By Elyse Trevers
I generally don’t read reviews, so I had few expectations about “What The Constitution Means To Me” written by and starring Heidi Schreck. I knew that it ran successfully off-Broadway and then transferred to The Helen Hayes Theater. Although I was familiar with Miss Schreck, a pleasant, talented performer, I must admit I still wasn’t particularly enthusiastic about seeing this original work. Described as a play about a 15-year-old girl who enters debates about the American Constitution at American Legion Halls to earn money for college, it sounded like a sleeper to me. However, I was pleasantly surprised as the play progressed, and Heidi discussed relevant politics and women’s issues.
Heidi introduces the premise of her play, explaining that as a teenager, she successfully won speech competitions to pay for her schooling. For this play, she attempts to recreate her speech for us. First, we were to imagine her as the 15-year-old she had been, and for the duration of the performance we were to be a bunch of older white male judges.
The stage is set to vaguely resemble a mid-western American Legion hall in Wenatchee, Washington, complete with over 100 photos of male members. She begins behind the podium and starts her speech, explaining that the Constitution is “a living document” and comparing it “to a crucible.” (Her major opponent on the debate circuit compared The Constitution to a patchwork quilt.)
The “judge”, Mike Iveson, initially explains the rules and notes that debaters will have to relate personally to the amendments. After their initial speeches, the debaters will select an amendment and speak extemporaneously about it.
Heidi “selects” Amendment 14, section one, which she explains came after Amendment 13 that freed the slaves. The Amendment guarantees equal treatment under the law and protects the right to vote. She notes that this is the first time the word “male” is actually used in The Constitution. She discusses immigration (a particularly thorny topic today) and “good” immigrants. She refers to her great-great grandmother who was a mail order bride but died in the U.S. in a mental hospital. Then the tenor of the play changes, becoming more about women and their lack of rights. She talks about a woman’s right to choose.
About a quarter way through the play, she gives up her girlishness and becomes herself, an adult woman. She even turns to Iveson and says, “I don’t know what your purpose is anymore.” She shares some startling statistics, noting that “three women are murdered every day in this country by a male partner. One in three American women is sexually assaulted during their lifetime. One in four American women is raped during her lifetime.”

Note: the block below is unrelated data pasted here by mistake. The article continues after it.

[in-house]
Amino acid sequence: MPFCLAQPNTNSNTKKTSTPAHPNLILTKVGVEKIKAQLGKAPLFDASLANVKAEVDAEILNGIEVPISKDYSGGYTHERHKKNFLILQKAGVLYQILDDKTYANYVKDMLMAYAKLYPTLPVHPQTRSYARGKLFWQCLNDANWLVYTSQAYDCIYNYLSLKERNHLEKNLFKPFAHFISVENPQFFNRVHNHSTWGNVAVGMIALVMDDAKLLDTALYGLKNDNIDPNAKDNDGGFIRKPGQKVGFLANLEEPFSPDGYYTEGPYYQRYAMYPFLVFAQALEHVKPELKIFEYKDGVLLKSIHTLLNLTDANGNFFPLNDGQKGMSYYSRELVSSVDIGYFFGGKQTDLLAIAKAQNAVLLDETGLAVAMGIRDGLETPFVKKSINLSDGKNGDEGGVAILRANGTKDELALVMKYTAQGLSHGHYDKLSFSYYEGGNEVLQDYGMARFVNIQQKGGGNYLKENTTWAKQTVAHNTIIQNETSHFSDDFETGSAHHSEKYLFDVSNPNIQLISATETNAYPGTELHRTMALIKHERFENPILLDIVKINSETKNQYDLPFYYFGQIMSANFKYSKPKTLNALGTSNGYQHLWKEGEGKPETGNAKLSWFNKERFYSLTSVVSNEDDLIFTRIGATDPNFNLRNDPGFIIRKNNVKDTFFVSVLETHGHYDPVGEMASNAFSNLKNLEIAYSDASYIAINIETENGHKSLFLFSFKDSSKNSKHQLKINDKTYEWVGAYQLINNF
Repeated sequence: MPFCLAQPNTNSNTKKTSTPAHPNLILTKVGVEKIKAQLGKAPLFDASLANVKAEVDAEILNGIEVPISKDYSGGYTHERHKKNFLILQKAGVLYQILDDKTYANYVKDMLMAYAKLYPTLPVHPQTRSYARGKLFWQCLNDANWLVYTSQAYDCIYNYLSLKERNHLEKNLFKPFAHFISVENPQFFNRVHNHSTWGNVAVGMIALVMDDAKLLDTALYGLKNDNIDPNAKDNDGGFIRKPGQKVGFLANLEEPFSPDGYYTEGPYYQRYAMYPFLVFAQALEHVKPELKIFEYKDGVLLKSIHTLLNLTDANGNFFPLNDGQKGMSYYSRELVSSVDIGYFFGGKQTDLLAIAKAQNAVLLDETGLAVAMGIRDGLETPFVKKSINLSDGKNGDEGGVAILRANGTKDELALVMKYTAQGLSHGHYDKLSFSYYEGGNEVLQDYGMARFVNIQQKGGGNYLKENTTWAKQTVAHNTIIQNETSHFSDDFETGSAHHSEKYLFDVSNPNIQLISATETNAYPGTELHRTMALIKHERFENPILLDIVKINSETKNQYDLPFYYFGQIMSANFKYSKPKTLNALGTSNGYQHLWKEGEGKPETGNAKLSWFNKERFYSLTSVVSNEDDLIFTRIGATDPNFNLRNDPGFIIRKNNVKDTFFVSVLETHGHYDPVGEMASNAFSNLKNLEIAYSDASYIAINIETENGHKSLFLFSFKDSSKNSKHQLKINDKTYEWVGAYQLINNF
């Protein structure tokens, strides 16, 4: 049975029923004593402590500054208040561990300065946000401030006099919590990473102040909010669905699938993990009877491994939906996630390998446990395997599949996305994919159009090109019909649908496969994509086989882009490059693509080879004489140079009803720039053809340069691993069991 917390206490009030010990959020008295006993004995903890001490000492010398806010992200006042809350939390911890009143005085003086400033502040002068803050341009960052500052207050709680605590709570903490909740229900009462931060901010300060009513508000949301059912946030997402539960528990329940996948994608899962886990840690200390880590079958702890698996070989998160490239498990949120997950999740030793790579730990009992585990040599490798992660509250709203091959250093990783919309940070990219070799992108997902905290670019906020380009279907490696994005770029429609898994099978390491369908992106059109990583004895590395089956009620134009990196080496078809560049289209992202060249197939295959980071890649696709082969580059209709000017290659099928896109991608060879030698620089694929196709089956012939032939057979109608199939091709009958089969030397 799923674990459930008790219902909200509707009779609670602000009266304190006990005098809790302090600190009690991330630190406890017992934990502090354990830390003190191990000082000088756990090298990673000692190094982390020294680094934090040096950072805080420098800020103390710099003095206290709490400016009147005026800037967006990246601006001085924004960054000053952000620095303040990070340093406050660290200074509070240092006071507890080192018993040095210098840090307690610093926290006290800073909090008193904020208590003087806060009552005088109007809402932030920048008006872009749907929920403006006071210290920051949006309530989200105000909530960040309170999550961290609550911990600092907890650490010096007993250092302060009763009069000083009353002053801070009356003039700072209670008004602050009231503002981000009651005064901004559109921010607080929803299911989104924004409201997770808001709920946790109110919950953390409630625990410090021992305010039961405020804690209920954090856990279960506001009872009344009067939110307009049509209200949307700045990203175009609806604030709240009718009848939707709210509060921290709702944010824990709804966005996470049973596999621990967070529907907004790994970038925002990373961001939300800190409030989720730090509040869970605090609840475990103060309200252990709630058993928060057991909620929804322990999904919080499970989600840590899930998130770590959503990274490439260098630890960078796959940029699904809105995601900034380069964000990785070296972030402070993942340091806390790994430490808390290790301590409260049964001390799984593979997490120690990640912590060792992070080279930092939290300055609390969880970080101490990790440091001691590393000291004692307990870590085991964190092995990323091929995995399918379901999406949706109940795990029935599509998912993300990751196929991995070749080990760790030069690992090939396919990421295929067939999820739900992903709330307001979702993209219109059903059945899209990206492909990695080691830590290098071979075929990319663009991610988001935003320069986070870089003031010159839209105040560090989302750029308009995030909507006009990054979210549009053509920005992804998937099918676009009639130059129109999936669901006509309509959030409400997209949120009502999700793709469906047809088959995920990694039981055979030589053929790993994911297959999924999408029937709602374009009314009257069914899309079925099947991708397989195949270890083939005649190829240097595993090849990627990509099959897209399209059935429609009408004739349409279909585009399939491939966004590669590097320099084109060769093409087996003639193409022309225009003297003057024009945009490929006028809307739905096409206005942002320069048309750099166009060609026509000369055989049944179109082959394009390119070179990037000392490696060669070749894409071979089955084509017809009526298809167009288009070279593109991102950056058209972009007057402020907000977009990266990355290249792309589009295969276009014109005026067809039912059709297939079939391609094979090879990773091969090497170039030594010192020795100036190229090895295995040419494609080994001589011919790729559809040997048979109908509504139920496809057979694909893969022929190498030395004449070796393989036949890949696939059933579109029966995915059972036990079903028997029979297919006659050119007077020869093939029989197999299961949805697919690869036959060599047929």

The rest of the show feels like a feminist treatise and rather than what the Constitution covers, it describes who “isn’t” covered by the Constitution.
The actress talks about how women are treated under the law, particularly married women, and how often legal matters remove the emotion and humanity from cases. In Castle Rock vs. Gonzales, Jessica Gonzales’ husband ignored the restraining order against him and kidnapped her three daughters. Despite her pleas for help, the police refused to respond and didn’t even file a report. By morning, Mr. Gonzales had murdered the three girls. So Jessica sued the police department for failing to show up to protect her. (Schreck’s use of a tape in which two Supreme Court Justices parse the word “stall” would have been funny except the horrible consequences of the case.)
As a conclusion which went on unnecessarily long, Heidi “debates” with a high school student. Two students, Thursday Williams, and Rosily Ciprian alternate in the part. Williams debated getting rid of the Constitution while the actress debated that the country should keep the Constitution and work to change it. Finally an audience member casts the final vote — in this case — “keeping the document.” Then the two women asked one another questions, which seemed pointless and irrelevant to the play.
I attended begrudgingly but found myself entertained and enlightened. Heidi Shreck is affable and charming, and despite the density of the material, the document becomes quite vivid. Directed by Oliver Butler, “What The Constitution Means To Me” is not at all stultifying; in fact, it is enlightening. More importantly, as we all left clutching our own personal copies of The Constitution, it actually was a call to action.